Tag Archives: NYC artist

Inside the Artist’s Studio with KS Lack

I started working with letterpress almost eight years ago, when I was looking for a way to print a mixed-media piece for a gallery in Brooklyn. I fell in love with the medium:  the richness of the inks, the juxtaposition of typography and imagery, how different paper types interact with ink and pressure—the list goes on. There are so many ways to create something unique, even if you are making multiples.

I also write poetry and both facets of my work have a profound influence on one another. There is poetry in presswork. Nothing makes you understand the weight of words like laying them out by hand.

Laying out type at the London Centre for Book Arts

Laying out type at the London Centre for Book Arts

Squall and Sunset, the two pieces featured in the Land and Sea exhibition, were printed at the London Centre for Book Arts. The prints were created on a Stephenson Blake press, a manufacturer that is common in the UK but rare in the US. For a pressure print, the ink is applied to a base instead of onto the rollers. The paper is then rolled over the ink, and the weight of the press is what makes the print. The cylinder on this Stevie B is very heavy, which makes for great pressure. As for inks, the LCBA has a wonderful collection of vintage, oil-based inks that were great fun to play with.

Some of the vintage orange inks at the LCBA

Some of the vintage orange inks at the LCBA

Printers love this Stevie B model because it has a very wide bed. This let me print on 22-inch squares (I used Redeem 130gsm, a 100% recycled paper), which are quite large for a single letterpress page. I printed each piece four times; the paper became so supersaturated with ink that it took over a week to dry.

Prints drying on the racks

Prints drying on the racks

Finished prints

Finished prints

Then I took the plunge and cut each sheet into four strips.

Cut down to size

Cut down to size

While living in the UK, I was particularly struck by the vitality of the countryside. Everything seemed so lush—the sea off Cornwall, fields of grass and hay with poppies growing by the side of the road, summer sunsets and rainy days—it was all on my mind as I mixed and applied the ink.

The individual strips were getting overwhelmed when mounted with traditional matboard. I decided to use acrylic for the front and back, allowing the vibrancy of the inks to stand out. I also like how the colors seem to float within the frame when hung on a wall.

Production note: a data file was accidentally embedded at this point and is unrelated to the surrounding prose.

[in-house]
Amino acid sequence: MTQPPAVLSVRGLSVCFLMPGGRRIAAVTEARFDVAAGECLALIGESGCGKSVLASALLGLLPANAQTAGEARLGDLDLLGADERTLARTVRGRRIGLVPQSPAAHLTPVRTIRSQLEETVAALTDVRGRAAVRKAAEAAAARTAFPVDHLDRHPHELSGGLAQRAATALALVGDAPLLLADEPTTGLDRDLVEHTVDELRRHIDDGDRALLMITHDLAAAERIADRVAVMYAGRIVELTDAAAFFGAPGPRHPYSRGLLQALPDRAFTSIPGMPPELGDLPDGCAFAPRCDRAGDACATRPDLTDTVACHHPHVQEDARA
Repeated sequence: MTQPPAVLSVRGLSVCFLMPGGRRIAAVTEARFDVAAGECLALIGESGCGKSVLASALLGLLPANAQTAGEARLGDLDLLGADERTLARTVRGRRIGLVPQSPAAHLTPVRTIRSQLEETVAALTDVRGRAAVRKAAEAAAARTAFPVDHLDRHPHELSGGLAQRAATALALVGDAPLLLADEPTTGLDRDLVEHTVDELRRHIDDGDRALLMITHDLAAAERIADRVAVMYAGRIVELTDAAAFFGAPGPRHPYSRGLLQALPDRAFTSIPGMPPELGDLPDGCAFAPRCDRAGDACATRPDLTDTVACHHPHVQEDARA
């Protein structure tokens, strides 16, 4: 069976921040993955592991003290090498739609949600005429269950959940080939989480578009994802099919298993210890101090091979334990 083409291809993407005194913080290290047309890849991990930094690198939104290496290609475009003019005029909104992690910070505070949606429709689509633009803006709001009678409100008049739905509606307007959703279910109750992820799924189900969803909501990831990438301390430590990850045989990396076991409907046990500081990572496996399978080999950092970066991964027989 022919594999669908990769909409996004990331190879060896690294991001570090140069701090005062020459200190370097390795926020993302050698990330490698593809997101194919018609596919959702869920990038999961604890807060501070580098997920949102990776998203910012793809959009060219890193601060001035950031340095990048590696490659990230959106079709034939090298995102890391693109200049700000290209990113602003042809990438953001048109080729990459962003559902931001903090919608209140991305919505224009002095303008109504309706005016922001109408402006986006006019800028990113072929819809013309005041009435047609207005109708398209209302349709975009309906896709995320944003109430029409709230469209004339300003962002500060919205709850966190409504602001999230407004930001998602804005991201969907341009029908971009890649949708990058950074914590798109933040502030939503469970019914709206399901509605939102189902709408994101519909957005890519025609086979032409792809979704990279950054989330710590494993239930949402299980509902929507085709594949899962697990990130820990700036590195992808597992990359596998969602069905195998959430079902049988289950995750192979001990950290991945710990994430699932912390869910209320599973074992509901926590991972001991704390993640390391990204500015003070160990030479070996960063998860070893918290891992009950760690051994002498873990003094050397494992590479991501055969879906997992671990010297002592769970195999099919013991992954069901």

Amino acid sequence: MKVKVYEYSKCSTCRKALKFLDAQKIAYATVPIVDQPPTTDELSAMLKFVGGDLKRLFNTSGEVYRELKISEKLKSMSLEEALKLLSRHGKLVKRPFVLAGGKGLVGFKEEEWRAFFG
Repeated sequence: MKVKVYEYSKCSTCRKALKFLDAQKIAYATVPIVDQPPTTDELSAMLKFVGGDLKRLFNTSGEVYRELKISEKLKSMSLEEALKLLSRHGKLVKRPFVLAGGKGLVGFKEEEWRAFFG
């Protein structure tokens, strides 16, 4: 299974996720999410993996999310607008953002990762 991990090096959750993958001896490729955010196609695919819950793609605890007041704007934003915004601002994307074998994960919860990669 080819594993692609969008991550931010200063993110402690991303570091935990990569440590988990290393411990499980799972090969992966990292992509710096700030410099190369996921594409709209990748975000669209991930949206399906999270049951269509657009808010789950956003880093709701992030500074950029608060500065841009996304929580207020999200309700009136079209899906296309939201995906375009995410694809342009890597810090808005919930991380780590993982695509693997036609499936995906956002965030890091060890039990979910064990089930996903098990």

RBR  for R&T

RBR for R&T

Green Flash

Green Flash

As a person with a long-term disability, I find there is a lot of synergy between my art and how I try to live my life. Working on a press could be all about its limitations. Instead, I find that the structure inherent in presswork grants me greater freedom by giving me something to lean on. I may not always be able to hold a pen, but I can create something beautiful by working within the constraints of the press in order to transcend them.

You can find out more about my work at my website: www.zitternpress.com.


KS Lack is one of 28 artists featured in “Land & Sea”, a national juried exhibition of landscapes and seascapes juried by Deirdre Aureden, director of programs and special projects at the Schweinfurth Art Center in Auburn, NY. The exhibition runs through June 29, 2018.

Inside the Artist’s Studio with Robert Samartino

I paint as much as I can and embrace a variety of figurative content in my work. What remains constant to my creative process is best described by the habits and rituals I use to eliminate distraction. I paint where I live and I allow the practicalities of my life to influence the direction of my work. I keep my workspace lights on and my materials are always set up to be used.

photographed in workspace

26″ x 32″
oil and wax on linen
2015

I take and collect pictures constantly; of anything that captures my attention–this allows me to include my time away from painting into my work. I review these images routinely and allow my intuition to select and/or combine them. This improvisational state is enhanced by working on multiple paintings at once–changing the channel in my mind to remain in a trance. My sculptural work is literally made in the space and time between my palette and whatever canvas I am working on. Accretions and Inclusions grew as accumulations of paint and wax wiped off from my palette knife.  I am motivated with a fetishization of accumulation; by applying and removing layers with an unclear motive my art is grown to reflect the path indecision inevitably takes.

6" x 5.5" x 6"  oil, wax, discarded materials on ethafoam 2015

6″ x 5.5″ x 6″
oil, wax, discarded materials on ethafoam
2015

5" x 5" x 5.5" oil, wax, discarded materials on ethafoam 2015

5″ x 5″ x 5.5″
oil, wax, discarded materials on ethafoam
2015

Manual labor, in particular roadwork, fascinates me in its similarity to my own layering process. I began depicting men at work with the first of a three part series titled Concrete Labor. Its source derives from a scene I photographed on 23rd St. in Manhattan, the workers were positioned in front of a darkened storefront which is omitted in the translated painting. The attention becomes concentrated – their labor objectifies into our infrastructure as its utility becomes universal in the function of a roadway.

26" x 32"  oil and wax on canvas 2013

26″ x 32″
oil and wax on canvas
2013

26" x 32"  oil and wax on linen 2015

26″ x 32″
oil and wax on linen
2015

Stop by Main Street Arts to see two of Robert’s paintings in our current exhibition The Human Figure (runs through July 1). View his work online at www.robertsamartino.com.

Take a look at our previous Inside the Artist’s Studio blog post by ceramic artist John Brien.